Monday, August 5, 2013

The Post-Modern Prayer Service

I've been in a funk lately, as regards to my religious life. Frankly, lately I've been finding that much of the prayer service bores me. The routine has become...routine. How can I get that old time religion?  How to get some passion back into the service?  Comic books perhaps??

Until recently, I'd never say that to anyone in public for fear of appearing like a total heathen. But what if the slings and arrows of modern life have left your faith worn out and depressed? If you're not connecting spiritually at Temple, where to go next...meditation?

The internet comes to the rescue!  There are now websites (or at least, one website) which allows you to create and customize a prayerbook online. I'm thinking specifically of Build-A-Prayer.  This website, designed by BBYO, provides you with a form with a series of check-boxes which allows you to specifically customize your own prayerbook. Every prayer in the Jewish prayerbook is offered as a check box option, along with fields for you to add your own original content.

How would a congregation use such a prayer book? Well...probably by requiring that each prayerbook include the shema, and let everything else be a check box option.  This is not to say that entire service is optional, only its important for Jews to connect with their prayer books, and providing for a way for an individual have some say in the content of the text is a good idea.

But there's a slight problem: if everyone in a congregation prints out their own customized version of the siddur, would the result be cacophony when the group tries to pray together in a synagogue? Yes and no. I'm envisioning a prayer service where there would be only two or three mandatory prayers, such as the "Shema" and "Shabbat Shalom". Every other part of service would require your own editorial involvement. Jews often joke to themselves that Jews never agree with each other. This website (Build a Prayer) isn't laughing: it recognizes that for what it is: a problem. No one likes to be dictated to (unless those who feel that they need that kind of structure); so instead of sitting there bored and unhappy, create your own version of the siddur (using congregation's text as a reference point)

You might ask yourself, "if everyone is praying out of their own personal prayer books, what's the function of the bima? If no one is "on stage", where do we direct our attention?" Answer...on your singing.

Here are my ideas for redesigning the prayer service so that it includes more meaningful participation by congregants. First, print out your own version of a siddur on Build-A-Prayer.  Then, to address other issues that crop up as a result of this change, consider this additional commentary:

[1] Use a multi-purpose room instead of the sanctuary. The sanctuary functions more as a theater than as an ideal place to encounter the divine (at least the ones I'm familiar with), due to its architectural layout.  Sitting in round minimizes the "rock star" factor, with no one being on stage.  The sanctuary, with it's beautiful architecture, is better suited for bar/bat mitvahs, concerts, and real theatrical productions. No service should create idols, include rock idols. Minimizing the "look" and "feel" of a theater would minimize problem.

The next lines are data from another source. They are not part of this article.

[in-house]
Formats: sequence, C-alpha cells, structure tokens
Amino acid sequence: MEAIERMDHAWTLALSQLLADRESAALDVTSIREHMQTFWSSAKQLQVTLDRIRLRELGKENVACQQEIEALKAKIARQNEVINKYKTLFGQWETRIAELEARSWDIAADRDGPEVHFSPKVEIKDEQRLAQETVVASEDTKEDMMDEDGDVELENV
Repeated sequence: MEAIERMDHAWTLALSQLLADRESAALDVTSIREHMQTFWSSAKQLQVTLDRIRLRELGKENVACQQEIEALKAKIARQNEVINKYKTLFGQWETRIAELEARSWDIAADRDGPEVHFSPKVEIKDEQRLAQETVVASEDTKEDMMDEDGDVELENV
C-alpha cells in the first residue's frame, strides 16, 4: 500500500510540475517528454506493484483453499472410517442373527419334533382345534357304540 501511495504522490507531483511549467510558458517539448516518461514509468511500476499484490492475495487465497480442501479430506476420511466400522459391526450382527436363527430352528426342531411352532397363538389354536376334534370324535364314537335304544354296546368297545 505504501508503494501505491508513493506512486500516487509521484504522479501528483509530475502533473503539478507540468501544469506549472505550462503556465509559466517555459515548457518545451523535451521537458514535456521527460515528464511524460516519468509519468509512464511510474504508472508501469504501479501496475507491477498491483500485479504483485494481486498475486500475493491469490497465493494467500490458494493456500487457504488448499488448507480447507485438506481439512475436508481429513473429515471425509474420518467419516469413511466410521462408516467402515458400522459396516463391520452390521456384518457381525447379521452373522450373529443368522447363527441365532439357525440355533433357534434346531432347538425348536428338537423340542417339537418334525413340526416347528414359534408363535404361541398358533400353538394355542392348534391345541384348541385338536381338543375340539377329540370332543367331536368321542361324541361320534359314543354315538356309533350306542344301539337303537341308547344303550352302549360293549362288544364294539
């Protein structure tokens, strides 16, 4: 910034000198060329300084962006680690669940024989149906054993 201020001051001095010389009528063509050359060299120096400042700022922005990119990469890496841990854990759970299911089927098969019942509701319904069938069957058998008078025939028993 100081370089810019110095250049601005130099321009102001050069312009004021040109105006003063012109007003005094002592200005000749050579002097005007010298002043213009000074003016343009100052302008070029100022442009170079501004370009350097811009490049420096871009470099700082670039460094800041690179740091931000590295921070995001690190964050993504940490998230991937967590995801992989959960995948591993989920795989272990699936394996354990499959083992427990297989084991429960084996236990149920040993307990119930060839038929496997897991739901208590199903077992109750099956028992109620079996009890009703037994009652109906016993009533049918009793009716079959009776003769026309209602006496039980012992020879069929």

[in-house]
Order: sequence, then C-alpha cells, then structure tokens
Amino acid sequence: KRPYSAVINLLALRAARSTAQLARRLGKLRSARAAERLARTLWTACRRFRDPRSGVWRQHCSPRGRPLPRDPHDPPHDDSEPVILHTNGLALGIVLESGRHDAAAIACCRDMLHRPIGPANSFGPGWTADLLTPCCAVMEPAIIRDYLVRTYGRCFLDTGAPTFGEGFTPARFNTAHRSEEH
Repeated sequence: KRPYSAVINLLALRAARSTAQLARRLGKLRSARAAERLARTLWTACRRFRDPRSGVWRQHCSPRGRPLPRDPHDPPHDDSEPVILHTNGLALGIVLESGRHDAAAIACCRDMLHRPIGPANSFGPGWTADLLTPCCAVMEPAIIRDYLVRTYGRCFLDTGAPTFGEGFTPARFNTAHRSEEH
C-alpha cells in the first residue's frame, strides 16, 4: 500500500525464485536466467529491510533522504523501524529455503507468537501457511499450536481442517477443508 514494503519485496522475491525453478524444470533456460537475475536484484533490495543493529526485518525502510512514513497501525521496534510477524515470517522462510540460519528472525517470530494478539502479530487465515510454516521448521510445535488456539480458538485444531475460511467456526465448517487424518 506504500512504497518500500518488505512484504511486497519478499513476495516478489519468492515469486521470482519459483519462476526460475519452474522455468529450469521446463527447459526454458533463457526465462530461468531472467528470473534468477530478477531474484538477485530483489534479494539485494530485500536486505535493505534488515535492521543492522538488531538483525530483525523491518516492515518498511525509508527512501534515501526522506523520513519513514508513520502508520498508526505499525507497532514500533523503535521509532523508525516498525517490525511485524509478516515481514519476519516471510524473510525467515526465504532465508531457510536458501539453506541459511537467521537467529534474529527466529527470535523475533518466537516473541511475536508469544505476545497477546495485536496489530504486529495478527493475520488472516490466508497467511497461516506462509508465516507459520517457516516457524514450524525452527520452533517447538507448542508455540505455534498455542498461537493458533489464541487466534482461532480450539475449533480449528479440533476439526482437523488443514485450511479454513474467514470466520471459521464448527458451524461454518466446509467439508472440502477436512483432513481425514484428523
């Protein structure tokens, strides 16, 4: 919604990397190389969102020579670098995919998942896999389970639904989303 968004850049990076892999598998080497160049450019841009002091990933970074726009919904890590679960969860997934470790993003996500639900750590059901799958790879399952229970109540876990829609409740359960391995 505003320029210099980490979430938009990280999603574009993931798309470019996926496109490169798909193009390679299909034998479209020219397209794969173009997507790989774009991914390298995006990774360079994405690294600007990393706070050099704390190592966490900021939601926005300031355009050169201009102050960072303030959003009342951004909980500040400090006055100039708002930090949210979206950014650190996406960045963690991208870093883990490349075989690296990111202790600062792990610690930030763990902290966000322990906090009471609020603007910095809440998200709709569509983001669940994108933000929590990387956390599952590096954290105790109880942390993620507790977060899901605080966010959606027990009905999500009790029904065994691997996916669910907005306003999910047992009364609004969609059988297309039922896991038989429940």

[2] Have the service in-the-round; Put the focus on the Shabbat candles, the goblet of wine, the challah and its cover, and possibly the Hebrew text of the ten commandments (or even just the first ten letters of the Hebrew alphabet), and the Torah. This station (or stage) would be in the center of the service, serving a place to focus our attention, and a mnemonic device to actually remember for the ten commandments actually are. 

[3] Put the focus on singing. I was happy to learn that the Torah is actually supposed to be sung. When kids get their bar and bat mitzvahs, they have to chant a section of the torah using a very specific melody.  The entire Torah is supposed to be chanted, not spoken. God created torah by singing (that is, chanting) it.  So, you should sing too!

I've always admired the gospel choir. At times, I've thought, "how come Jews can't get that gospel spirit?!. I think it would be great to see Jews totally excited about  singing Jewish ritual music as if they were Ella Fitzgerald or or Big Mamma Thornton. There are actually Jewish drashes (i.e. commentary about a Torah portion) about how God likes it best when Jews pray with kavanah. So you want your prayers heard? Belt it out!

If there is to be more focus on singing, then there must also be classes in how to sing. I'm sure that a little vocal instruction would go a long way. How about having the congregation offer classes in how to sing? I'm sure congregants would love it.  I know I would love it.

Anyway, I discovered this website called "Build-A-Prayer", and it got me thinking about all kinds of related issues that crop up once you create your own private prayer book (that you intend to bring to a synagogue). One tenant of Reform Judaism (as I see it) is that it caters to a multiplicity of views.  The website "Build-A-Prayer" does a great job of doing just that.

Central to a congregations's identity is it's choice of a prayer book. I call this blog entry "The Post-Modern Prayer Service" because it's not advocating a fixed reference point (that is, the prayer book), with a fixed translation, nor a fixed table of contents.  With the internet, with websites that create customizable forms with check-boxes, we now have a new question: can a congregation be unified around a customizable website rather than a prayer book? I'm beginning to think that that yes, it's possible...and probably the way to the future.  But you'll have to bring your own Chumash.

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